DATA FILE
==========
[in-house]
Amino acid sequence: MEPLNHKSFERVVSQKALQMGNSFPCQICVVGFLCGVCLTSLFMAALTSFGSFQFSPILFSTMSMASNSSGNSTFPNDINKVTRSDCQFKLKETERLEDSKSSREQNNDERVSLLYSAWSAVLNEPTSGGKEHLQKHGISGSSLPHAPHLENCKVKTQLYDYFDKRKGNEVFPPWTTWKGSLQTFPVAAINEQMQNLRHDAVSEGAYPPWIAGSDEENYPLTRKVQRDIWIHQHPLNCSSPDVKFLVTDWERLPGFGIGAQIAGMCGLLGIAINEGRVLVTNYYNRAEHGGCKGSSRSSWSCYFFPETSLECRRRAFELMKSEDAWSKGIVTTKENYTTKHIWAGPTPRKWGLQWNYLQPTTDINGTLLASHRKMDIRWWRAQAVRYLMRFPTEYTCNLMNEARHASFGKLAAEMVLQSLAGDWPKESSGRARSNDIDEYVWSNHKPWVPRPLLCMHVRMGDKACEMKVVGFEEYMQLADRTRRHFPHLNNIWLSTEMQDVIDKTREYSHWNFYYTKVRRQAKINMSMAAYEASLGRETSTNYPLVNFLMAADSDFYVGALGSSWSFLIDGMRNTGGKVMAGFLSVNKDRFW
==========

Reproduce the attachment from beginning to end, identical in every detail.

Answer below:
[in-house]
Amino acid sequence: MEPLNHKSFERVVSQKALQMGNSFPCQICVVGFLCGVCLTSLFMAALTSFGSFQFSPILFSTMSMASNSSGNSTFPNDINKVTRSDCQFKLKETERLEDSKSSREQNNDERVSLLYSAWSAVLNEPTSGGKEHLQKHGISGSSLPHAPHLENCKVKTQLYDYFDKRKGNEVFPPWTTWKGSLQTFPVAAINEQMQNLRHDAVSEGAYPPWIAGSDEENYPLTRKVQRDIWIHQHPLNCSSPDVKFLVTDWERLPGFGIGAQIAGMCGLLGIAINEGRVLVTNYYNRAEHGGCKGSSRSSWSCYFFPETSLECRRRAFELMKSEDAWSKGIVTTKENYTTKHIWAGPTPRKWGLQWNYLQPTTDINGTLLASHRKMDIRWWRAQAVRYLMRFPTEYTCNLMNEARHASFGKLAAEMVLQSLAGDWPKESSGRARSNDIDEYVWSNHKPWVPRPLLCMHVRMGDKACEMKVVGFEEYMQLADRTRRHFPHLNNIWLSTEMQDVIDKTREYSHWNFYYTKVRRQAKINMSMAAYEASLGRETSTNYPLVNFLMAADSDFYVGALGSSWSFLIDGMRNTGGKVMAGFLSVNKDRFW